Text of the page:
The Palestinian Authority has announced that it will file a new application to the UN General Assembly in September in its bid to be accepted as a non-member state. The PA’s leadership hopes that a vote in favor of statehood will ensure the success of their quest for full recognition of the Palestinian state. A similar bid by PA President Mahmoud Abbas at the UN Security Council last September failed.
British diplomats will be allowed to attend the trial of Gu Kailua, wife of disgraced Chinese politician Bo Xilai, the UK Foreign Office announced on Saturday. Kailua and an aide are accused of poisoning British entrepreneur Neil Heywood last November, after he was found dead in a hotel room in the Chinese city of Chongqing. Kailua faces execution if found guilty of murder. Xilai was stripped of his position in China’s Communist Party last month, after a Chongqing police chief fled to the US Consulate to seek asylum and express suspicion about Xilai and his family.
At least seven people were killed by flash flooding and landslides in northern India; 19 others went missing after torrential rain pounded the region for three days. Dozens of homes were washed away in the flooding. The Himalayan hills are prone to landslides and heavy rains during monsoon season, which lasts from June to September.
Forty-eight Iranian pilgrims visiting a holy Shiite mosque have been abducted by gunmen in a suburb of the Syrian capital, Iranian state television reports. The pilgrims were on a bus heading to the mosque when they were seized by a group of armed men, Al-Alam TV said, quoting an official at the Iranian embassy in Damascus. Iran's English-language Press TV alleged that “terrorists” were behind the kidnapping.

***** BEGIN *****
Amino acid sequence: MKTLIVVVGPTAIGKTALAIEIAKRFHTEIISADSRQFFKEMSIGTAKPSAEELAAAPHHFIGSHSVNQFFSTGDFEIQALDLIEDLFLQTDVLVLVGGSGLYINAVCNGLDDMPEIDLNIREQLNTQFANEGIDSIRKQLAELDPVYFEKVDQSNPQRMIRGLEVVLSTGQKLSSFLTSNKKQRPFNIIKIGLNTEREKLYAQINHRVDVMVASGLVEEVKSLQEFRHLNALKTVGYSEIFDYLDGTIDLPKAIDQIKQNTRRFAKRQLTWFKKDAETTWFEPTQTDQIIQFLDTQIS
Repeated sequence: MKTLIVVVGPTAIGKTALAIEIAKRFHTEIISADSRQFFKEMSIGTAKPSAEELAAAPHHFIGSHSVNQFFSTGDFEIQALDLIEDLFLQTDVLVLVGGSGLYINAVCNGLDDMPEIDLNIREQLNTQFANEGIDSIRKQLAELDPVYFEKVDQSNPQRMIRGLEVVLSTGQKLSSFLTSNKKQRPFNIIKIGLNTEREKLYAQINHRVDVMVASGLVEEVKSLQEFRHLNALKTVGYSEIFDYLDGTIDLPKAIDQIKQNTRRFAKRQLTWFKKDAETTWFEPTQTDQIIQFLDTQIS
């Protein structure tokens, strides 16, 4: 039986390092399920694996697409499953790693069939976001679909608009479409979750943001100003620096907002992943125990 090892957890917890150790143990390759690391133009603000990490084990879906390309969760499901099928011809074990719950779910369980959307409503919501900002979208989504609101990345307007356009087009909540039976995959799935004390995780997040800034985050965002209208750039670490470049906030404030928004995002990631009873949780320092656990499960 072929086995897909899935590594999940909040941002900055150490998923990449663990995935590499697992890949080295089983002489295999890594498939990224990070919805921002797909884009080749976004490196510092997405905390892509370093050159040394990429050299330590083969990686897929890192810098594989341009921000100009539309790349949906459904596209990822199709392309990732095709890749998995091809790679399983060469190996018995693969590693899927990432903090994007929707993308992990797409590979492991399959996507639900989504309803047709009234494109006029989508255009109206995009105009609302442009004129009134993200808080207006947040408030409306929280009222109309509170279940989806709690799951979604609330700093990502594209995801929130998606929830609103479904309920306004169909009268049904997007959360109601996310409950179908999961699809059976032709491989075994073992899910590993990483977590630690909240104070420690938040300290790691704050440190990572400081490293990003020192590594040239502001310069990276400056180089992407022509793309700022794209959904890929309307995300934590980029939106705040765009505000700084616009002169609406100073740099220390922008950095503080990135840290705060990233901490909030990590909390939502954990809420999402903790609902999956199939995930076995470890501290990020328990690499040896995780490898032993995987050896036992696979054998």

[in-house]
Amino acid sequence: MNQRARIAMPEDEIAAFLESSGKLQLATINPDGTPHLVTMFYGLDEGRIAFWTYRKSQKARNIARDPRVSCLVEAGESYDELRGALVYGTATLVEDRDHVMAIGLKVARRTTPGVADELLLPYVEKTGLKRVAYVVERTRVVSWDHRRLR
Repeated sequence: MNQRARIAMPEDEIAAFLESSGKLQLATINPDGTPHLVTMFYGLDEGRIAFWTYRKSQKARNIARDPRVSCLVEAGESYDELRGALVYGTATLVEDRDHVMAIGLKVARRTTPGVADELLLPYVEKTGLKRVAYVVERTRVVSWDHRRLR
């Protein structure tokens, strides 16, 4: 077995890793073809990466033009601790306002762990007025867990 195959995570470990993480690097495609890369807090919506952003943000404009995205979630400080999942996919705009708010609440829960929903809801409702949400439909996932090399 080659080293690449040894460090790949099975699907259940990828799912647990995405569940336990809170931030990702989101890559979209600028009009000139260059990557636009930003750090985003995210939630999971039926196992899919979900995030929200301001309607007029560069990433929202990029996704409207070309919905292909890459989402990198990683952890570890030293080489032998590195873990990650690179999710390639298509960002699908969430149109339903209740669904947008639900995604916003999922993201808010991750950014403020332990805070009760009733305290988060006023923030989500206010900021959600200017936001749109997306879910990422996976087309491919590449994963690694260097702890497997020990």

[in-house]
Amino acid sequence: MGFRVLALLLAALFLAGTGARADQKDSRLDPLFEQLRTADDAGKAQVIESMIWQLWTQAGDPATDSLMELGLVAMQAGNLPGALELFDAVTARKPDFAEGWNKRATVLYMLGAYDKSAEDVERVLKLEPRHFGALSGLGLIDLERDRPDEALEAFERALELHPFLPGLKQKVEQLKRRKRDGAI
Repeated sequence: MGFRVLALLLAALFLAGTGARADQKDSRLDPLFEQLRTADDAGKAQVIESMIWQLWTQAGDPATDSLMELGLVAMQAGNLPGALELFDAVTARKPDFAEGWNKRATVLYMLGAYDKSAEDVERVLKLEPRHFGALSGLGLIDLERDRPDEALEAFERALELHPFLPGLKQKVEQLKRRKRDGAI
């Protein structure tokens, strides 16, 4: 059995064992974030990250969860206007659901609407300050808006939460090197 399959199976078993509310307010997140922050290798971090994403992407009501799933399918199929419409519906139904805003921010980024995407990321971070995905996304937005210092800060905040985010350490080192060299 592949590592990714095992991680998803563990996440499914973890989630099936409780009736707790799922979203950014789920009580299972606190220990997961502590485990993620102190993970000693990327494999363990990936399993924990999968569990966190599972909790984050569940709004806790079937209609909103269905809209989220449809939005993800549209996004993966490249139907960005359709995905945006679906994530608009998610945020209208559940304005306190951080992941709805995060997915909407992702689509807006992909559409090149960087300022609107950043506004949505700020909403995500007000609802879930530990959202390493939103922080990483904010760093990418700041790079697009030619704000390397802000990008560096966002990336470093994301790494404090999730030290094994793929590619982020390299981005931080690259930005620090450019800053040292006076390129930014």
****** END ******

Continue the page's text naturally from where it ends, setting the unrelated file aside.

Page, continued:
Afghanistan's parliament has voted in favor of removing both the Interior and Defense Ministers (Bismullah Mohammadi and Abdul Rahim Wardak, respectively) over the government’s failure to stop cross-border shelling, which Afghan officials blame on the Pakistani military. The decision was taken despite promises by both legislators to reinforce border security. Legislators asked President Hamid Karzai to “introduce new ministers as soon as possible.”
A Turkish military council has announced the retirement of 55 generals and admirals, 40 of them currently in jail. The decision was approved Turkish Prime Minister Tayyip Erdogan after the council’s meeting on Friday. The military officials are suspected of plotting a coup and related terrorist acts. They face charges connected to the Ergenekon militant network, the alleged 2003 Baloyz planned secularist coup and an internet campaign to discredit Turkey’s ruling party.
This Saturday, Sweden will celebrate the centenary of the birth of Raoul Wallenberg, a Swedish diplomat widely known for his efforts in rescuing tens of thousands of Jews from the Holocaust in Nazi-occupied Hungary. Canada, Israel and the United States have also saluted Wallenberg’s heroics, and awarded him honorary citizenship. Wallenberg is believed to have disappeared during the Soviet siege of Budapest, and was reported dead in July 1947.
Recent flooding in North Korea has killed 169 people, with another 400 missing, the state Korean Central News Agency announced on Saturday. The figures are a sharp increase from earlier casualty figures. Flooding also displaced roughly 212,200 people, and destroyed more than 65,000 hectares of farmland between late June and the end of July, the agency reported. The World Food Program announced it is sending emergency food aid to the flood-ravaged country.